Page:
Banning all abortion...

This post is from Amie Newman, Communications Manager for Aradia Women’s Health Center in Seattle, Washington.

You probably remember the photo [left] of the smiling white male legislators standing on a platform in front of the American flag surrounding a smug President Bush as he blithely signed away the reproductive rights of women in this country. It was the signing of the Federal Abortion Ban in 2003, fabricated by forced-birth strategists as the "Partial-Birth Abortion Ban."

Back then I thought that photo was a public relations disaster. At the very least Bush should have thrown a woman in there for show to at least pretend that he and his administration cared one iota for the lives of our female citizens. Ahhh, but, it was exactly the way it should be: President Bush and his cronies didn't care -- they felt secure in the moral certainty of their actions and wanted us all to know it.

The abortion ban that President Bush signed into law in 2003 was crafted by forced-birth activists and sponsored by forced-birth legislators to draw attention to a procedure of their own creation. Now, there is no such thing as a "partial-birth abortion"; It's neither a medical term nor a medical procedure. It's also linguistically senseless since a woman is either giving birth OR having an abortion. What the forced-birthers were using as their springboard to attempt to ban all abortions after 13 weeks was a procedure called Dilation & Extraction (D&X).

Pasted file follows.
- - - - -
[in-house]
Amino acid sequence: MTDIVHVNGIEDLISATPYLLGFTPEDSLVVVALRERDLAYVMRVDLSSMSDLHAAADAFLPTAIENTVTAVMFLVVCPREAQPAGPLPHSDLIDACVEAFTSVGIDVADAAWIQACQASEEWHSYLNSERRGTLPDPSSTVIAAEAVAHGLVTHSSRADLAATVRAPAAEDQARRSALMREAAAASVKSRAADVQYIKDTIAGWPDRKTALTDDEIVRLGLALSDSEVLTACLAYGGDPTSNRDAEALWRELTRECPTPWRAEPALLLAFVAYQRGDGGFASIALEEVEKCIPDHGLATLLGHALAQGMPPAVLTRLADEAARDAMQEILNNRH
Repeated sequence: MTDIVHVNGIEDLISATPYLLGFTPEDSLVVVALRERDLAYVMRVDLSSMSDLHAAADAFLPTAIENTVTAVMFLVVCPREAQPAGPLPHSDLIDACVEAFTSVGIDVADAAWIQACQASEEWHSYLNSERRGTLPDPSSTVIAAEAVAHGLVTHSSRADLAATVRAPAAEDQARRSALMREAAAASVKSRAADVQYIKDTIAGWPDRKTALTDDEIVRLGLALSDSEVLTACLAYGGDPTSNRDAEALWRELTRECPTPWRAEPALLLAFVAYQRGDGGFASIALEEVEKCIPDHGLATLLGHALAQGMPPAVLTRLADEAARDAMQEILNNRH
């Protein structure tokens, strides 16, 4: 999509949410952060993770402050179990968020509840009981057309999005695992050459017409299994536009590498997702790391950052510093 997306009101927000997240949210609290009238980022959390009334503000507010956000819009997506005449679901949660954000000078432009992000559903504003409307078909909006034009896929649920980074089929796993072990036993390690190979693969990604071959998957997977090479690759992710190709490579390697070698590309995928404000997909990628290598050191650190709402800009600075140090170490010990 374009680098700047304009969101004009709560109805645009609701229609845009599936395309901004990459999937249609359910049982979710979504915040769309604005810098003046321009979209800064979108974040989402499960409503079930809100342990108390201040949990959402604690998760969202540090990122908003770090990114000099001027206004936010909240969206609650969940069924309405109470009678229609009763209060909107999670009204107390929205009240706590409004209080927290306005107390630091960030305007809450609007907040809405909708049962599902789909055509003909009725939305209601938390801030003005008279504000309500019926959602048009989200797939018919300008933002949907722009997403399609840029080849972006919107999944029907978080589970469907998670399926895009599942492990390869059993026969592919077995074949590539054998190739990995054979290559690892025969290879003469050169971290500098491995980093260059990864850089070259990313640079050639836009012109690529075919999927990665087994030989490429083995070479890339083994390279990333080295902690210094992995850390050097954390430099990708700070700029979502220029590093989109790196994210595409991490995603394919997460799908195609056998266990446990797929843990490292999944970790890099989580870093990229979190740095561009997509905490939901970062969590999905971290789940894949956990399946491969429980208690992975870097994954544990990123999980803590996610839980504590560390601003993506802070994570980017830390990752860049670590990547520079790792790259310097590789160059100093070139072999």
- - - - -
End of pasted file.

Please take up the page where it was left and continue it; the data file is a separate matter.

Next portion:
Over the past couple of weeks the ban has reared its ugly head once again. I cannot take it as coincidence that just as Justice Alito reported for his first day of work on Tuesday, the Supreme Court agreed to review Gonzales v. Carhart, the case in which the U.S. Court of Appeals for the Eighth Circuit struck down the Federal Abortion Ban of 2003.

The appellate court held that the act was unconstitutional under the Supreme Court's ruling in Stenberg v. Carhart (2000), in which the Court struck down a Nebraska statute similar to the federal law, holding that it was unconstitutional because it did not contain a health exception for women. In other words, the law did not allow for a woman and her physician to make a decision about the woman's life if it was in danger, mandating instead that her body be legislated by the highest court of the land.

In addition, the law is worded in such a way that it would allow for bans on all abortions after the first trimester with no exceptions. According to the National Abortion Federation which brought a case to the Supreme Court in 2003 attempting to appeal the law:
"What many people do not realize is that the ban does not allow women to have an abortion after the first trimester. Unfortunately many birth defects cannot be detected until well into the second trimester, and often times women choose to have an abortion after their 18-20 week ultrasound, if a birth defect is found."
40 states as well as the District of Columbia already ban abortion in the third trimester except when the life or health of the woman is at stake. Abortion is not legal past viability except when the life or health of the mother is in danger. What the forced-birth strategists have successfully done with this piece of legislation is reframe the "story" to focus on how repulsive a dilation & extraction procedure is and then repeat the story of this procedure in gory detail endlessly.

The entire law is based on a fabricated concept designed to essentially disgust the public into outlawing abortion.

Even Justices Ginsberg and Stevens, when the case came before the Supreme Court in 2000, remarked

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